"The man in black fled across the desert, and the gunslinger followed."
"The first time she sliced into a man, it made her a little sick. After her last 150 cuts though, she didn't even blink."
"I was there the day they pulled the plug on my sister's life support."
The first line in a work of fiction is powerful. The previous three lines begin the work of Orson Scott Card,Stephen King, and Julie Carwood. Whether you enjoy Epic Fantasy, Romantic Suspense, or Science Fiction, if the first line or two hooks you. You're in..
Writers are encouraged to work diligently on powerful first lines, polished first pages, and perfected submissions for agents and publishers. Unfortunately, at times, often this instruction only is applied to the first 10-50 pages of a manuscript. Even novice writers know that a final scene full of action, despair and a victory over your foes is paramount to a satisfactory read. So while the author is editing, revising, plotting, and polishing the novel, the first and last parts of the book receive much of the writers attention.
What about the middle though?
As I read to learn what both successful and mid list writers are doing to make their stories great, I find a lot of great beginnings, exciting final scenes and hooky first lines. I also find a lot of soggy middles.
One of my favorite novels in recent history was made into a movie. I thought the book was excellent and I was prepared to be disappointed by the film. I was pleasantly surprised to discover...The screen writers got rid of the soggy middle. How'd they do that?
In a movie like "Transformers, or Spiderman, this can be accomplished with fancy acrobatics, robotics, or special effects. The movie I spoke of earlier had some action scenes, but less than in the book. The soggy middle came from the author's attempt to develop the characters in an action setting. It was still soggy. Likewise, an action flick with a lack of character development drags you through explosions, car chases, and the end of the world so many times; you're begging for the movie to end. In that case the soggy middle is downright painful.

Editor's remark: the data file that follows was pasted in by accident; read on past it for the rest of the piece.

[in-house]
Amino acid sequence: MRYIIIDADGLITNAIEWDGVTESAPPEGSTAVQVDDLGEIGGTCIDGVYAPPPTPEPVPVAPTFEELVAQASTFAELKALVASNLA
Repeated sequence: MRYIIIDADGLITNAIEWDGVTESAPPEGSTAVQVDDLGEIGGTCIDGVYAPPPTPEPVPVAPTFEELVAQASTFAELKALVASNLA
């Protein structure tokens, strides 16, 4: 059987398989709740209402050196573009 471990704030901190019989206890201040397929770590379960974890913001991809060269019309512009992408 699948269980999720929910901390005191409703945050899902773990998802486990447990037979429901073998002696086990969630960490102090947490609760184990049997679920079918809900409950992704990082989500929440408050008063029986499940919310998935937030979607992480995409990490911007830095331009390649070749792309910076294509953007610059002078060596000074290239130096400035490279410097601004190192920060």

So what's the answer? How do you keep a reader engaged and in-love with your characters for a couple of hundred pages without getting soggy?
The best answer I've found comes in the way of two different resources.
-"Save The Cat" byBlake Snyder
-Best selling author Jessica Brody.
Blake Snyder has two different versions of his craft book "Save The Cat" that can be purchased on amazon or other book outlets. Save The Cat provides extensive examples and helps for writers to learn the 'beats' necessary to build a story. The fifteen 'beats' are spelled out and explained in his book for both authors and screen writers.
Jessica Brody teaches his principles, lays out the nitty-gritty of each of the 'beats' and goes into much more detail. Her website jessicabrody.com also provides a form under tools for writers where an author can enter in the page number of their manuscript and the form will tell you if your 'beats' fall in the right place in the manuscript.
For me...the soggy middle starts around beat #6 or 7.
"Fun and games" is what its called. Brody explains that this part of the story may not be fun for your characters. They have entered a new world from the beginning of the story. Its possible they enjoy this new world, but its more likely they are struggling. This beat is called "fun and games" because its the reason your reader picked up the book. What did you promise in the first 50 pages? Is it a troubled romance? A stalker bent on murder? a successful businessman falling into homelessness? You must deliver on your promises here. Your reader must invest in the characters development along with the direction the story is heading.
-The midpoint- Here the story must hit a high or low point. Not too high, or too low but what's called a false victory or defeat. When Harry Potter catches the snipe. When Shrek rescues the princess from the dragon. When your hero becomes devoted to the girl or the girl realizes she is in-love.
As your story draws closer to the final battle the lead character will experience an 'all is lost' moment, a 'total defeat 'the dark night of the soul' and then your exciting ending. Before that though...
If you had a false victory then the character needs to get cocky, feel safe, end up with their hero or have a fantastic plan while the bad guys close in.
If you had a false defeat then your character needs to be throwing in the towel, giving up on love, doubting their own abilities and letting the antagonist win. The more emotional this is for the reader, the better the victory will feel.
Now, if this patterned way of writing were fool proof we'd never read another bad novel, or sit through another torturous movie. Because all writers are a little bit of a fool, otherwise we'd get a real job with steady income and benefits, we mess it up. The point is the fool in each writer will have to find the best way to keep the reader's attention. My soggy middles forever haunt me. I am always looking for better ways to stiffen my story and make my readers desperate for more of my work.
If any of you have solutions or suggestions for soggy middles...leave me a comment. I'd love the help.
In the meantime, keep writing and reading.